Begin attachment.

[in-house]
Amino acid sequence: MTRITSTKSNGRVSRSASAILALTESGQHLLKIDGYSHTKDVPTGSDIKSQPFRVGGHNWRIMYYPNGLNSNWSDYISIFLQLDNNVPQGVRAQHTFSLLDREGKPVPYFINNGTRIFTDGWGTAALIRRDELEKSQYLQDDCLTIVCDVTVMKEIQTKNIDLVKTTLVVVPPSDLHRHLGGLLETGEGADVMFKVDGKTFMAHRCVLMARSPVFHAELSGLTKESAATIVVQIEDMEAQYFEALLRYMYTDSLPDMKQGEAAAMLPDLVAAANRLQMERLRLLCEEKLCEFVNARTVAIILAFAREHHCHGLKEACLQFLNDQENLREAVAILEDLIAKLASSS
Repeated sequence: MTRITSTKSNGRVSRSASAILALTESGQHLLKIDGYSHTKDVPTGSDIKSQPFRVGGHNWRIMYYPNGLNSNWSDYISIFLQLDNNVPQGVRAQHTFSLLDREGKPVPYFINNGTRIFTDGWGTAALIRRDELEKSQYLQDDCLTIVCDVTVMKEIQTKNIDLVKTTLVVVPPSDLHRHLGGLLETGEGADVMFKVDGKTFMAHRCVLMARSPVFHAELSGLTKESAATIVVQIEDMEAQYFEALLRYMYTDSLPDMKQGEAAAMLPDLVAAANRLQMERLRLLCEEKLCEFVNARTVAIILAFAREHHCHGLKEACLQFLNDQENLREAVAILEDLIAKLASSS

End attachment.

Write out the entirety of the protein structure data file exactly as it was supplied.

[in-house]
Amino acid sequence: MTRITSTKSNGRVSRSASAILALTESGQHLLKIDGYSHTKDVPTGSDIKSQPFRVGGHNWRIMYYPNGLNSNWSDYISIFLQLDNNVPQGVRAQHTFSLLDREGKPVPYFINNGTRIFTDGWGTAALIRRDELEKSQYLQDDCLTIVCDVTVMKEIQTKNIDLVKTTLVVVPPSDLHRHLGGLLETGEGADVMFKVDGKTFMAHRCVLMARSPVFHAELSGLTKESAATIVVQIEDMEAQYFEALLRYMYTDSLPDMKQGEAAAMLPDLVAAANRLQMERLRLLCEEKLCEFVNARTVAIILAFAREHHCHGLKEACLQFLNDQENLREAVAILEDLIAKLASSS
Repeated sequence: MTRITSTKSNGRVSRSASAILALTESGQHLLKIDGYSHTKDVPTGSDIKSQPFRVGGHNWRIMYYPNGLNSNWSDYISIFLQLDNNVPQGVRAQHTFSLLDREGKPVPYFINNGTRIFTDGWGTAALIRRDELEKSQYLQDDCLTIVCDVTVMKEIQTKNIDLVKTTLVVVPPSDLHRHLGGLLETGEGADVMFKVDGKTFMAHRCVLMARSPVFHAELSGLTKESAATIVVQIEDMEAQYFEALLRYMYTDSLPDMKQGEAAAMLPDLVAAANRLQMERLRLLCEEKLCEFVNARTVAIILAFAREHHCHGLKEACLQFLNDQENLREAVAILEDLIAKLASSS